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Aparna Nancherla Is My Favorite Impostor

Aparna Nancherla speaks onstage during The 2023 New Yorker Festival at SVA Theater 1 on October 07, 2023 in New York City.
Bryan Bedder/2023 Getty Images

It fits that Aparna Nancherla’s first book, Unreliable Narrator: Me, Myself, and Impostor Syndrome, would be about feeling like she doesn’t fit in because, to be frank, her comedy is kind of hard to describe. The best I could come up with is it’s a sort of deadpan, self-effacing resignation. Like, Oh dear, the world has gone to shit. She started out as a writer and performer on Totally Biased with W. Kamau Bell in 2012 before going on to act in some major comedy series like Master of None, Crashing, and Corporate. Nancherla, who also does stand-up, might be better known for her voice work on BoJack Horseman (she plays Hollyhock) though. 

Before I interviewed her about her memoir, which came out in September, I became a little addicted to watching episodes of Womanhood, her web series from 2016 with Jo Firestone. It is Amy Sedaris-style absurdity—nutso advice for women that no one should take—but then YouTube rolled into behind-the-scenes footage and I saw Nancherla break a bunch of times. It was funny to see the private lightness behind the more public gloom. That did not fit the idea of Nancherla I had. But I guess that’s the message you could take from her book: That, in a sense, we’re all impostors in one way or another at various points in time to various people, including ourselves. Or maybe that’s not the message. I’m a bit of an impostor book critic.

I spoke to Aparna Nancherla on Zoom about everything from whether her Indian parents get her humor to whether she is ever really mean about anyone (only finance bros). Our rambling conversation is edited for clarity.

Hi! Hold on, I got a new laptop. I hope nothing happens.

No! I just did one of those Apple updates and I feel like everything doesn’t make sense again.

OK. Congratulations on the book! We’re very similar in lots of ways. Both my parents were doctors. I’m also part Pakistani. I have this feeling, just from my own family, the Pakistani side, that there is a huge amount of humor in the culture. I don’t know that a lot of people know about that. It’s a nudge nudge, wink wink, kind of humor, I guess. I was wondering if your family has that.

I grew up pretty introverted, so I feel like maybe I wasn’t always in step with what was going on around me. My sense of humor developed in a bit of a vacuum in that I live very much in my head. But I will say my mom had a very silly side. When the silly side came out, it was kind of just a delight and like a little treat. I think having access to that part of her made me really appreciate the goofiness of life, or how playful you can be just out of nothing, because it would come out of nowhere. I think that’s a lot of where my humor formed, just like, Oh, sometimes everything is just kind of ridiculous.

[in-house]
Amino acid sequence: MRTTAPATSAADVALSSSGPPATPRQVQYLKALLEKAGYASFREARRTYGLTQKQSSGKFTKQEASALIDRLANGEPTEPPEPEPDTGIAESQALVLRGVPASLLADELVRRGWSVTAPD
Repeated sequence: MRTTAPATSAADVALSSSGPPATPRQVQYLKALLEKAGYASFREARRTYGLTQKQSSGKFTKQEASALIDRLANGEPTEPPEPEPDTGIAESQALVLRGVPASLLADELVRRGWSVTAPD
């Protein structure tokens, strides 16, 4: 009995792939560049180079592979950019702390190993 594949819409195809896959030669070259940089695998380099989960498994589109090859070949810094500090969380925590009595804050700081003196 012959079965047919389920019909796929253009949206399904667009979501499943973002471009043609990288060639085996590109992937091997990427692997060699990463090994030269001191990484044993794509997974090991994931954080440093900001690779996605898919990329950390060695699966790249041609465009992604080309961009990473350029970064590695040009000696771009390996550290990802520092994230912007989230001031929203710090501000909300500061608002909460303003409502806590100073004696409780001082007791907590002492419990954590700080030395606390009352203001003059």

Do you feel like your parents understand your sense of humor?

They don’t always understand the literal humor of my jokes. But with my mom it is very much, Oh my gosh, I’m so proud of you for getting up and talking in front of a bunch of people because I never could have imagined you pursuing this as a career when you were a kid. You were so shy and scared of everything. In terms of the humor itself, I don’t know that they always get it but every so often my mom will just drop something in our family group texts and I’m like, OK, I see where I get it from.

In the introduction to your book, the part about the comedian Steve Rannazzisi lying about being in one of the towers during 9/11 really stuck out to me. The first person I thought of was Hasan Minhaj, who was recently caught in some of his own lies. I was wondering how you gauge the lines you’re allowed to cross in comedy.

I think the way memory works, it can be kind of fickle. The way we remember things might be different than for someone else who was there. When I’m writing jokes, I do start with the facts, and then it might spin out and get more absurd from there or take a sillier direction. But I think the inciting incident, I try to keep true to because that’s where the whole idea of the joke came from. It feels a little disingenuous for my own act to fully pull something out of thin air and then be like, “And I thought that was so weird.” It is very much having lived an experience that is what incites me to want to write about it or capture that feeling of what it felt like in that moment.